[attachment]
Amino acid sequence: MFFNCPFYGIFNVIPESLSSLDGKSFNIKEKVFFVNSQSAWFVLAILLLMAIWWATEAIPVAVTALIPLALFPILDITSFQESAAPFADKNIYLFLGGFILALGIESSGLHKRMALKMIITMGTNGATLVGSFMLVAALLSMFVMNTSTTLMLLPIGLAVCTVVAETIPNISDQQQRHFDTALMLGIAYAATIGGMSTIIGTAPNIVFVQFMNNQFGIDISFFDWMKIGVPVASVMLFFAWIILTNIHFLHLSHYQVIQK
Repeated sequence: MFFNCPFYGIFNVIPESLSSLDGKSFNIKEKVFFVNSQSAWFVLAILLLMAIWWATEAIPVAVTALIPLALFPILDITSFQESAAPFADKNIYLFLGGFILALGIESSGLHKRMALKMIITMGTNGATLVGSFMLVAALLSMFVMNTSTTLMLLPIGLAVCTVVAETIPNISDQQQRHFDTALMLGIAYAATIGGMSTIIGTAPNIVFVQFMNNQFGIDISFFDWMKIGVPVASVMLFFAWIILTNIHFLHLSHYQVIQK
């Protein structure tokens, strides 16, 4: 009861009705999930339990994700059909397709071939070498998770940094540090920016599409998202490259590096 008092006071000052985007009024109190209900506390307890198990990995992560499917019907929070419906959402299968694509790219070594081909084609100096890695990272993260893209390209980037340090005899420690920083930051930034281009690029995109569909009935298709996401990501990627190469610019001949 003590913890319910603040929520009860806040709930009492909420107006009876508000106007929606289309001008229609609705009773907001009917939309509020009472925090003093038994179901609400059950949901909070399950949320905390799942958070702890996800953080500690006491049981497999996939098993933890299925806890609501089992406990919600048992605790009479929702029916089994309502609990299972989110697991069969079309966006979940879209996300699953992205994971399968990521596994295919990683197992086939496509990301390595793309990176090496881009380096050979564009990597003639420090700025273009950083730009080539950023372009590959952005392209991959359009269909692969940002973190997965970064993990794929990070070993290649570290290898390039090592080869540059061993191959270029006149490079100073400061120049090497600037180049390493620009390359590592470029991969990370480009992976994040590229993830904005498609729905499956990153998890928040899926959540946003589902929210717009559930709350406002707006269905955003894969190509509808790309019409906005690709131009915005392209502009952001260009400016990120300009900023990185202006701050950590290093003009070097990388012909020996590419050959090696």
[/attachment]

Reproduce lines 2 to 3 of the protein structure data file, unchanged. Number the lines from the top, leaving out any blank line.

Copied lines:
Repeated sequence: MFFNCPFYGIFNVIPESLSSLDGKSFNIKEKVFFVNSQSAWFVLAILLLMAIWWATEAIPVAVTALIPLALFPILDITSFQESAAPFADKNIYLFLGGFILALGIESSGLHKRMALKMIITMGTNGATLVGSFMLVAALLSMFVMNTSTTLMLLPIGLAVCTVVAETIPNISDQQQRHFDTALMLGIAYAATIGGMSTIIGTAPNIVFVQFMNNQFGIDISFFDWMKIGVPVASVMLFFAWIILTNIHFLHLSHYQVIQK
């Protein structure tokens, strides 16, 4: 009861009705999930339990994700059909397709071939070498998770940094540090920016599409998202490259590096 008092006071000052985007009024109190209900506390307890198990990995992560499917019907929070419906959402299968694509790219070594081909084609100096890695990272993260893209390209980037340090005899420690920083930051930034281009690029995109569909009935298709996401990501990627190469610019001949 003590913890319910603040929520009860806040709930009492909420107006009876508000106007929606289309001008229609609705009773907001009917939309509020009472925090003093038994179901609400059950949901909070399950949320905390799942958070702890996800953080500690006491049981497999996939098993933890299925806890609501089992406990919600048992605790009479929702029916089994309502609990299972989110697991069969079309966006979940879209996300699953992205994971399968990521596994295919990683197992086939496509990301390595793309990176090496881009380096050979564009990597003639420090700025273009950083730009080539950023372009590959952005392209991959359009269909692969940002973190997965970064993990794929990070070993290649570290290898390039090592080869540059061993191959270029006149490079100073400061120049090497600037180049390493620009390359590592470029991969990370480009992976994040590229993830904005498609729905499956990153998890928040899926959540946003589902929210717009559930709350406002707006269905955003894969190509509808790309019409906005690709131009915005392209502009952001260009400016990120300009900023990185202006701050950590290093003009070097990388012909020996590419050959090696």